The authors of this study have already used NAC in the treatment of experimental pre-hepatic portal hypertension, with very promising results.9,21 This study demonstrated the role of this molecule in the bowel of animals subjected to the same model, which points to a systemic potential of this drug. NAC was able to reduce lipid peroxidation levels, as measured by TBA-RS, and to restore the activity of both antioxidant enzymes studied (SOD and GPx) in the animals’ bowel. Thus, one can say that N-acetylcysteine acted as an antioxidant, reducing oxidative stress in the intestinal mucosa in animals with PPVL.

In conclusion, we point out an anti-inflammatory and antioxidant synergistic effect of N-acetylcysteine in the bowel of animals with portal hypertension. Judging by the results, NAC was able to reduce the intestinal damage in animals by reducing oxidative stress and inflammation - both being conditions extremely harmful and determinant in the evolution of the disease here studied.

Conflicts of interest

The authors declare no conflicts of interest.


This study received financial support from the Fundo de Incentivo à Pesquisa e Eventos (FIPE Project No. 11-0293) of Hospital de Clínicas de Porto Alegre (HCPA), Coordenação de Aperfeiçoamento de Pessoal de Nível Superior (CAPES) and Conselho Nacional de Desenvolvimento Científico e Tecnológico (CNPq). We want also to thank the contribution of the Experimental Hepatology and Gastroenterology Laboratory (HCPA/UFRGS) and the Oxidative Stress and Antioxidants Laboratory (ULBRA), places of support and development of this study.

Dmitry VictorovichGarbuzenko.
Contemporary concepts of the medical therapy of portal hypertension under liver cirrhosis.
World J Gastroenterol, 21 (2015), pp. 6117-6126
J. Bosch, R.J. Groszmann, V.H. Shah.
Evolution in the under standing of the pathophysiological basis of portal hypertension: how changes in paradigm are leading to successful new treatments.
J Hepatol, 62 (2015), pp. S121-S130
M. Gjeorgjievski, M.S. Cappell.
Portal hypertensive gastropathy: a systematic review of the pathophysiology, clinical presentation, natural history and therapy.
World J Hepatol, 8 (2016), pp. 231-262
P. Mekaroonkamol, R. Cohen, S. Chawla.
Portal hypertensive enteropathy.
World J Hepatol, 7 (2015), pp. 127-138
V. Misra, S.P. Misra, M. Dwivedi, S.C. Gupta.
Histomorphometric study of portal hypertensive enteropathy.
Am J Clin Pathol, 108 (1997), pp. 652-657
S.W. Hosking, H.L. Smart, A.G. Johnson, D.R. Triger.
Anorectal varices, haemorrhoids, and portal hypertension.
E. Sikuler, D. Kravetz, R.J. Groszmann.
Evolution of portal hypertension and mechanisms involved in its maintenance in a rat model.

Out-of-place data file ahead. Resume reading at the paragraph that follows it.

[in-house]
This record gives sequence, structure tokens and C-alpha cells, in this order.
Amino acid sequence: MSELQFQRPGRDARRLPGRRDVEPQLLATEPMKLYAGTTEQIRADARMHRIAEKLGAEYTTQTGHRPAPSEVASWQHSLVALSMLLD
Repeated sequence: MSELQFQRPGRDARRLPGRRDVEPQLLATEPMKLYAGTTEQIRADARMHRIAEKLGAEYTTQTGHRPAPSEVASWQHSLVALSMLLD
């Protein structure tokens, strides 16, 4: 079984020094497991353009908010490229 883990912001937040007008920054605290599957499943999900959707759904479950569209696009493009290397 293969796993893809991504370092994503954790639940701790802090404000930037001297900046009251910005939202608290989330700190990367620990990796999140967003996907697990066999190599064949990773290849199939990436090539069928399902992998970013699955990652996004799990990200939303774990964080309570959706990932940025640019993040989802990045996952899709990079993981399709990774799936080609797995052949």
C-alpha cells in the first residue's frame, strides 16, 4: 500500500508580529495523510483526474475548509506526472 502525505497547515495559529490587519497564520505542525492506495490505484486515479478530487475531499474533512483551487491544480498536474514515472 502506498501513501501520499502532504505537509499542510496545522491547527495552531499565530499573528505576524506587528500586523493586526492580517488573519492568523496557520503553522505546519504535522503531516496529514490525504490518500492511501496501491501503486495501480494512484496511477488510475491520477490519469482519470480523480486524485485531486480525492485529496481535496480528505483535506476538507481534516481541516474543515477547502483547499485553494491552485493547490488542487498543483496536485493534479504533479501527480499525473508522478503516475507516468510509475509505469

Am J Physiol, 248 (1985), pp. G618-G625
S. Gonzales, M.J. Perez, J.C. Perazzo, M.L. Tomaro.
Antioxidant role of heme oxygenase-1 in prehepatic portal hypertensive rats.
World J Gastroenterol, 12 (2006), pp. 4149-4155
F. Licks, R.M. Hartmann, C. Marques, E. Schemit, J.R. Colares, M. doC. Soares, et al.
N-acetylcysteine modulates angiogenesis and vasodilation in stomachsuch as DNA damage in blood of portal hypertensive rats.
World J Gastroenterol, 21 (2015), pp. 12351-12360
A.M. Geerts, E. Vanheule, M. Praet, H. Van Vlierberghe, M. De Vos, I. Colle.
Comparison of three research models of portal hypertension in mice: macroscopic, histological and portal pressure evaluation.
Int J Exp Path, 89 (2008), pp. 251-263
Aller MA, Arias JL, Cruz A, Arias J. Portal hypertension and inflammation: lessons from the past. Hepatology, Research Media, in press.
M.A. Aller, J.L. Arias, A. Cruz, J. Arias.
Inflammation: a way to understanding the evolution of portal hypertension.
Theor Biol Med Model, 4 (2007), pp. 44
I. Prieto, M.A. Aller, L. Santamaría, M.P. Nava, R. Madero, J.P. Perez-Robledo, et al.
Prehepatic portal hypertension produces increased mast cell density in the small bowel and in mesenteric lymph nodes in the rat.
J Gastroenterol Hepatol, 20 (2005), pp. 1025-1031
J.R. Gordon, S.J. Galli.
Mast cell as a source of both preformed and immunologically inducible TNF-alpha/cachectin.
Nature, 346 (1990), pp. 274-276
I. Glezer, T. Marcourakis, M.C.W. Avellar, C. Gorenstein, C. Scavone.
The role of the transcription factor NF-kB in the molecular mechanisms of action of psychoactive drugs.
Rev Bras Psiquiatr, 22 (2000), pp. 26-30
L.S. Hu, J. George, J.H. Wang.
Current concepts on the role of nitric oxide in portal hypertension.
World J Gastroenterol, 19 (2013), pp. 1707-1717
A. Pautz, J. Art, S. Hahn, S. Nowag, C. Voss, H. Kleinert.
Regulation of the expression of inducible nitric oxide synthase.